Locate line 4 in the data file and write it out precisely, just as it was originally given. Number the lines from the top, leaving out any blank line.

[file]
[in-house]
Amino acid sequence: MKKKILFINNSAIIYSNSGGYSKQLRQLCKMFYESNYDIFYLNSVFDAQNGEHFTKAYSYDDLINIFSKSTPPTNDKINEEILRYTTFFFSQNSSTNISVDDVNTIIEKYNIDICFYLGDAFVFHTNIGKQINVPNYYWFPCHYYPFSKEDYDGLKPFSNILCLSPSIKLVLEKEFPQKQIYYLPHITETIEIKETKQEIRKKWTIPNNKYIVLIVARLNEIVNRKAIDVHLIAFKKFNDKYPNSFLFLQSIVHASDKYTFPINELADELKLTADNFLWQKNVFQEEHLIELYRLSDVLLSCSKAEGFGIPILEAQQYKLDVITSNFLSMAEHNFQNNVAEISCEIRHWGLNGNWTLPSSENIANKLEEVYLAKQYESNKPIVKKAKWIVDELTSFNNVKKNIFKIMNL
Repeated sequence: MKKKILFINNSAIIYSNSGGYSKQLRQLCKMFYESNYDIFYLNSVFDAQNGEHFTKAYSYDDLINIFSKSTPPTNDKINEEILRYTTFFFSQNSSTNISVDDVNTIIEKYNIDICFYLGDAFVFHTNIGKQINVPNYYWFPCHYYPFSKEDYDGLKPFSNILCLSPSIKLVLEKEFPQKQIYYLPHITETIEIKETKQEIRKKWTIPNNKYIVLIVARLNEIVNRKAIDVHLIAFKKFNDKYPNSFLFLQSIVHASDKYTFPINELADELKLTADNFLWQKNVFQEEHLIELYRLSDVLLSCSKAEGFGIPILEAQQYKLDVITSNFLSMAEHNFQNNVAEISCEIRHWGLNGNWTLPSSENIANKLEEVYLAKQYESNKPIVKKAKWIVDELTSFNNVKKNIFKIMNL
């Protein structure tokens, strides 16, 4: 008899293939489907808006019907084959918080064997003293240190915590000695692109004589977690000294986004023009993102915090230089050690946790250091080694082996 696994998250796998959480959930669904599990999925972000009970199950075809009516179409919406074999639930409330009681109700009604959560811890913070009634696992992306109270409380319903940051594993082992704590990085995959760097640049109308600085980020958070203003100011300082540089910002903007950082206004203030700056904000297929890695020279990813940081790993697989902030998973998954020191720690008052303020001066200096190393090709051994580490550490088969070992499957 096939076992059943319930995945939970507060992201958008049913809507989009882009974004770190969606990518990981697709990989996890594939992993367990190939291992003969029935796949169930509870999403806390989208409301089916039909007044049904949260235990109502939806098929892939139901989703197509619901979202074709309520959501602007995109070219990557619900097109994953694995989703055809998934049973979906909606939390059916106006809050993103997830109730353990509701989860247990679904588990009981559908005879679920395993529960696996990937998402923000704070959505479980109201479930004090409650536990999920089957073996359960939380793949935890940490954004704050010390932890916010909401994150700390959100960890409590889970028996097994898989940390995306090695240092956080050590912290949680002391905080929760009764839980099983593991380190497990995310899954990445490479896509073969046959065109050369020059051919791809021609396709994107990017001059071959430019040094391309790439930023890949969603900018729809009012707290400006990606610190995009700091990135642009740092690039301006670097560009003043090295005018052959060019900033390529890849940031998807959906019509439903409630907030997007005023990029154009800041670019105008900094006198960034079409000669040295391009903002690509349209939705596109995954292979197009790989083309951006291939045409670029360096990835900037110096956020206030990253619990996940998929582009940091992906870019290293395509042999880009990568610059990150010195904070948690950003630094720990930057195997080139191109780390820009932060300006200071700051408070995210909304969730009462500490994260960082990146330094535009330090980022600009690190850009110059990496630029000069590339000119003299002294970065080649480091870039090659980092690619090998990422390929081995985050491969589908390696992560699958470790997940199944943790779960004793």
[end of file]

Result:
């Protein structure tokens, strides 16, 4: 008899293939489907808006019907084959918080064997003293240190915590000695692109004589977690000294986004023009993102915090230089050690946790250091080694082996 696994998250796998959480959930669904599990999925972000009970199950075809009516179409919406074999639930409330009681109700009604959560811890913070009634696992992306109270409380319903940051594993082992704590990085995959760097640049109308600085980020958070203003100011300082540089910002903007950082206004203030700056904000297929890695020279990813940081790993697989902030998973998954020191720690008052303020001066200096190393090709051994580490550490088969070992499957 096939076992059943319930995945939970507060992201958008049913809507989009882009974004770190969606990518990981697709990989996890594939992993367990190939291992003969029935796949169930509870999403806390989208409301089916039909007044049904949260235990109502939806098929892939139901989703197509619901979202074709309520959501602007995109070219990557619900097109994953694995989703055809998934049973979906909606939390059916106006809050993103997830109730353990509701989860247990679904588990009981559908005879679920395993529960696996990937998402923000704070959505479980109201479930004090409650536990999920089957073996359960939380793949935890940490954004704050010390932890916010909401994150700390959100960890409590889970028996097994898989940390995306090695240092956080050590912290949680002391905080929760009764839980099983593991380190497990995310899954990445490479896509073969046959065109050369020059051919791809021609396709994107990017001059071959430019040094391309790439930023890949969603900018729809009012707290400006990606610190995009700091990135642009740092690039301006670097560009003043090295005018052959060019900033390529890849940031998807959906019509439903409630907030997007005023990029154009800041670019105008900094006198960034079409000669040295391009903002690509349209939705596109995954292979197009790989083309951006291939045409670029360096990835900037110096956020206030990253619990996940998929582009940091992906870019290293395509042999880009990568610059990150010195904070948690950003630094720990930057195997080139191109780390820009932060300006200071700051408070995210909304969730009462500490994260960082990146330094535009330090980022600009690190850009110059990496630029000069590339000119003299002294970065080649480091870039090659980092690619090998990422390929081995985050491969589908390696992560699958470790997940199944943790779960004793």